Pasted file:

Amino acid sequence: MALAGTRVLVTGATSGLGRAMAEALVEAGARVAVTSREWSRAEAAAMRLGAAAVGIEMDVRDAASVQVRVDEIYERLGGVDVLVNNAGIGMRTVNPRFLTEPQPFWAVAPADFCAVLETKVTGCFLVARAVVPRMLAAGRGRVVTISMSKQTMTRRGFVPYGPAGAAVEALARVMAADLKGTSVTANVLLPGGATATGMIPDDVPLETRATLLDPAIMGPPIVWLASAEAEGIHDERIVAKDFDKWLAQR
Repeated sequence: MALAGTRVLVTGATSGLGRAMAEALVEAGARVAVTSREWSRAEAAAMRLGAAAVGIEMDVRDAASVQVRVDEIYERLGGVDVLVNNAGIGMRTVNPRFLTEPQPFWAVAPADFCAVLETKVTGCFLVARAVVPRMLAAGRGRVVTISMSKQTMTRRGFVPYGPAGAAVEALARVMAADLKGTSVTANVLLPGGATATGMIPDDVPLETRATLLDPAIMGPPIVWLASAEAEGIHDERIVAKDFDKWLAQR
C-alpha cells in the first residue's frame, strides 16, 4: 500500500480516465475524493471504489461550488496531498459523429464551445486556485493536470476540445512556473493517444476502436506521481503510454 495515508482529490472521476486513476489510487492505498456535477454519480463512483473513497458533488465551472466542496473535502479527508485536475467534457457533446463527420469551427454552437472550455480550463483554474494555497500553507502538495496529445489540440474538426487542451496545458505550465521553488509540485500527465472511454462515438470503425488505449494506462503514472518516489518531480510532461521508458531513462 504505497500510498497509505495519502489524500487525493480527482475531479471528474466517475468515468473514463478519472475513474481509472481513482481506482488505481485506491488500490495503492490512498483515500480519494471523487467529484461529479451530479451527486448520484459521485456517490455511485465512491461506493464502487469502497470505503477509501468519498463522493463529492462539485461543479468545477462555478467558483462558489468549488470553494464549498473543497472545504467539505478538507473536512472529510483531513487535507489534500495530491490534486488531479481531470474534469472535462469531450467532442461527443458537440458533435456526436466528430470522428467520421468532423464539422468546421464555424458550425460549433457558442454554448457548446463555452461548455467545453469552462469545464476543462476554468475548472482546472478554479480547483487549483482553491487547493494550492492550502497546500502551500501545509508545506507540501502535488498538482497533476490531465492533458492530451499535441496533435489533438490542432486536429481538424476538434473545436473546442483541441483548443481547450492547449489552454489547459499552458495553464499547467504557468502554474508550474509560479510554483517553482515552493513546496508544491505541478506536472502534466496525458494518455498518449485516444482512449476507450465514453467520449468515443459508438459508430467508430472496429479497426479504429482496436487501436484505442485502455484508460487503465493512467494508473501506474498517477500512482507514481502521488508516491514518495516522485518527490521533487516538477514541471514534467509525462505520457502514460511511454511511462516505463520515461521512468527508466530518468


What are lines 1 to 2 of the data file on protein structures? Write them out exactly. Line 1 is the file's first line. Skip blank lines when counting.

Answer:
Amino acid sequence: MALAGTRVLVTGATSGLGRAMAEALVEAGARVAVTSREWSRAEAAAMRLGAAAVGIEMDVRDAASVQVRVDEIYERLGGVDVLVNNAGIGMRTVNPRFLTEPQPFWAVAPADFCAVLETKVTGCFLVARAVVPRMLAAGRGRVVTISMSKQTMTRRGFVPYGPAGAAVEALARVMAADLKGTSVTANVLLPGGATATGMIPDDVPLETRATLLDPAIMGPPIVWLASAEAEGIHDERIVAKDFDKWLAQR
Repeated sequence: MALAGTRVLVTGATSGLGRAMAEALVEAGARVAVTSREWSRAEAAAMRLGAAAVGIEMDVRDAASVQVRVDEIYERLGGVDVLVNNAGIGMRTVNPRFLTEPQPFWAVAPADFCAVLETKVTGCFLVARAVVPRMLAAGRGRVVTISMSKQTMTRRGFVPYGPAGAAVEALARVMAADLKGTSVTANVLLPGGATATGMIPDDVPLETRATLLDPAIMGPPIVWLASAEAEGIHDERIVAKDFDKWLAQR